Monday: Hili dialogue

October 24, 2022 • 6:30 am

Greetings on Monday, October 24, 2022, and National Bologna Day. (I prefer “Baloney”). It is tolerable on a sandwich, and can be fried, as it often is in the southern U.S.:

It’s also the start of Diwali, an important Hindu holiday that lasts five days, World Tripe Day, National Good & Plenty Day (a candy I used to eat in the movies as a child), Food Day, International Day of Diplomats, United Nations Day, the anniversary of the 1945 Charter of the United Nations, and World Polio Day.

Remember this Good & Plenty commercial?  If you do, you’re a geezer!


Readers are invited to add in the comments notable events that happened on this day; to do so, look at the October 24 Wikipedia page.

Da Nooz:

*Da Nooz is not so good this week, unless you’re a Republican. But let’s start with something that seems a bit good. FIRE has forced the University of Minnesota Medical School to stop requiring a ludicrous ideological “white coat” pledge seen in the tweet-video below (I wrote about it here; FIRE writes about it here). But they didn’t do away with that batty pledge: no, the University only assured FIRE that no student would be punished for refusing to say it. I doubt, though, that they were punished before.  From FIRE’s report:

Thankfully, the senior associate general counsel at UMMS assured FIRE that students “who decline to participate in the oath are free to do so without pressure or repercussion.” We’re glad to hear the university clarify that “[f]irst-year medical students are not required to recite the oath or participate in it in any way, and their progress in medical school does not depend on the recitation of the oath.”

But were there “repercussions” before?

*The midterm elections are drawing nigh, and the closer we get, the better the prognostication for the GOP.  Here are some data from Five Thirty Eight, and if you’ve been following along in the past several months, you can see that the probability that the Republicans will win the Senate have increased (though still less than 50 out of 100 simulations), while the House seems more likely than ever to go to the GOP (80 out of 100 simulations).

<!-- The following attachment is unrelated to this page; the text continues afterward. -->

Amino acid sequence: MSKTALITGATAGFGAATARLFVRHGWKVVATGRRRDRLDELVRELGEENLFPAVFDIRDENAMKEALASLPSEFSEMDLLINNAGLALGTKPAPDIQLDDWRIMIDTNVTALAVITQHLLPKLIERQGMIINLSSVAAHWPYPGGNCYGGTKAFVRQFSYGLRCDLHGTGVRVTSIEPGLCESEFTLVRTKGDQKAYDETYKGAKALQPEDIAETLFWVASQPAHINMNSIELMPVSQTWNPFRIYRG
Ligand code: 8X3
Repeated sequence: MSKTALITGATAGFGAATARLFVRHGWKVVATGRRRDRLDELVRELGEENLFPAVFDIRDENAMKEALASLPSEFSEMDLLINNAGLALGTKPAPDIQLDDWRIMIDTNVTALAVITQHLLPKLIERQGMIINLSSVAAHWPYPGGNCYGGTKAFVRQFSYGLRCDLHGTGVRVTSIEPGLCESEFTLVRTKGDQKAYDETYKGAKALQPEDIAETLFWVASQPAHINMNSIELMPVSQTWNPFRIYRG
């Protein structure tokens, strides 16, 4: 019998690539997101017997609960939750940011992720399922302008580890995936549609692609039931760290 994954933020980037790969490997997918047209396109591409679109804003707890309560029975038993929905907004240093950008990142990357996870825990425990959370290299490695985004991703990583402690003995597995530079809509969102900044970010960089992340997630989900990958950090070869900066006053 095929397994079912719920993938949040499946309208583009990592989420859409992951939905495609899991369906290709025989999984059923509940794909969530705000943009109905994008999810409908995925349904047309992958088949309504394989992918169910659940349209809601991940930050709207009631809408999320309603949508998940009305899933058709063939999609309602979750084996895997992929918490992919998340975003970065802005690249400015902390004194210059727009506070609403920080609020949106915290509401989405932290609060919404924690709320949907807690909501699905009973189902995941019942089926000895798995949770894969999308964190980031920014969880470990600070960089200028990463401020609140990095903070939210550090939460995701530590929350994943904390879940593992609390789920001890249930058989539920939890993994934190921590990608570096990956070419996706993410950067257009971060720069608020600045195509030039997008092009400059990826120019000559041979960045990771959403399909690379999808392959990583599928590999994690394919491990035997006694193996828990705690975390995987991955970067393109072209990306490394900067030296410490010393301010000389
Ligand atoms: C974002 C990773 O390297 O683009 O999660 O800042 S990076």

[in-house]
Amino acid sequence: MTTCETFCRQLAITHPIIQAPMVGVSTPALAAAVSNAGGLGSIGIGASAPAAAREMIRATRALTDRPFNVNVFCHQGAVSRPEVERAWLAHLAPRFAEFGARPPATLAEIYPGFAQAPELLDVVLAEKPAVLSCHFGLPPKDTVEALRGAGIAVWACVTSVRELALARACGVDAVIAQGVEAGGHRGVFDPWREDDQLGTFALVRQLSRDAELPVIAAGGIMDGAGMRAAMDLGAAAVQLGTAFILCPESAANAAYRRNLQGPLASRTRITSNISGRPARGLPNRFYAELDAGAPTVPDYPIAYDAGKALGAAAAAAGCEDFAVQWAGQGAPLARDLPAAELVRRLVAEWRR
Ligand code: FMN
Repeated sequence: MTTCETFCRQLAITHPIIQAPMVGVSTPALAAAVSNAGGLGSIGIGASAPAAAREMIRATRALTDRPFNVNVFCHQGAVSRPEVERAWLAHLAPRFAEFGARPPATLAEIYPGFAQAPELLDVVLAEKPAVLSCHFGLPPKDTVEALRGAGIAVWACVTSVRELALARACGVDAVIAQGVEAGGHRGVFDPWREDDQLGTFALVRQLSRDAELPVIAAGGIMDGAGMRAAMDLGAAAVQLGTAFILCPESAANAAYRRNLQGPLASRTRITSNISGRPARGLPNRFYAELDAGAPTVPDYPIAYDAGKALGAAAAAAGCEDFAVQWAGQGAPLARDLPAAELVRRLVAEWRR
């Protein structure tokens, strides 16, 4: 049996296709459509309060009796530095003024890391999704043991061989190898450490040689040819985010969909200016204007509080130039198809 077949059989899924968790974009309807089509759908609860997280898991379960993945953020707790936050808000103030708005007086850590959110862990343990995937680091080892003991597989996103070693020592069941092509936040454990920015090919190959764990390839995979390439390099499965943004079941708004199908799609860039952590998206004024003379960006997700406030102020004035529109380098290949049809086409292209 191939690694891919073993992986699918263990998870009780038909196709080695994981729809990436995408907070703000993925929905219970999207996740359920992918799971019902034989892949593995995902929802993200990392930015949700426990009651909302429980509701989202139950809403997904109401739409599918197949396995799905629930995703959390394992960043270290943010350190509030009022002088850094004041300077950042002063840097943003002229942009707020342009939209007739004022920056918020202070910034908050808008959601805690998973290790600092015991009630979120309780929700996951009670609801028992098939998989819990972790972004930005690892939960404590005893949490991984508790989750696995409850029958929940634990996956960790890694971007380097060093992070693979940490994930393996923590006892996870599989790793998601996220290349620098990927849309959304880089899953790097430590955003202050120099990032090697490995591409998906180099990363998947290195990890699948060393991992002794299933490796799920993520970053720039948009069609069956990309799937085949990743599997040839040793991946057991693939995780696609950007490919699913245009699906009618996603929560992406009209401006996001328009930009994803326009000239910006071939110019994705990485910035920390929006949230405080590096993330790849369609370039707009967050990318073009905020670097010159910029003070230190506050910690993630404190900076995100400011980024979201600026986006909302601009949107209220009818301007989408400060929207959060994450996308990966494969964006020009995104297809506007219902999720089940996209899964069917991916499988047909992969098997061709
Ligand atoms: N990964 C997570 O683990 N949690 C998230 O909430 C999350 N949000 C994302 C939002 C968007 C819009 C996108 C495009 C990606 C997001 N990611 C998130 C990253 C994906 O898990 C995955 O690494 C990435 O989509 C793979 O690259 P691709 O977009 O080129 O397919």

In a three-minute video on the site addressing this shift, Galen Duke expatiates on”Why Republicans’ odds of controlling Congress have improved.” The answer is, as you expect, “it’s the economy, stupid!” Polling voters revealed that inflation and the economy were by far the most important issues: 44% of voters considered this the most important issue, while all other issues (including abortion) were in the single digits. The Republican party is viewed by American voters as being more “reliable” on the economy—by a long shot.

And the Master himself, Nate Silver, wrote a piece called “Why I’m telling my friends that the Senate is a toss-up.

But let’s get real. If a friend asked me to characterize the Senate race, I’d say “it’s pretty fucking close,” and emphasize that neither party has much of an advantage. Here’s why.

For one thing, as of Thursday afternoon, Republicans realized a slight lead (of 0.1 percentage points) in the FiveThirtyEight generic ballot average for the first time since Aug. 2.

Obviously, a lead of a tenth of a percentage point isn’t much. The advantage may have flipped back by the time that you’re reading this. But the tied generic ballot overstates the case for Democrats. That’s because our polling average takes generic ballot polls as they come, which are a combination of polls of likely voters, registered voters and all adults. Our model, however, takes an additional step and adjusts polls of registered voters and adults to make them more similar to polls of likely voters, which this year have been more favorable to Republicans. So a tie on the generic ballot among all polls translates to a slight GOP lead with the likely voter adjustment.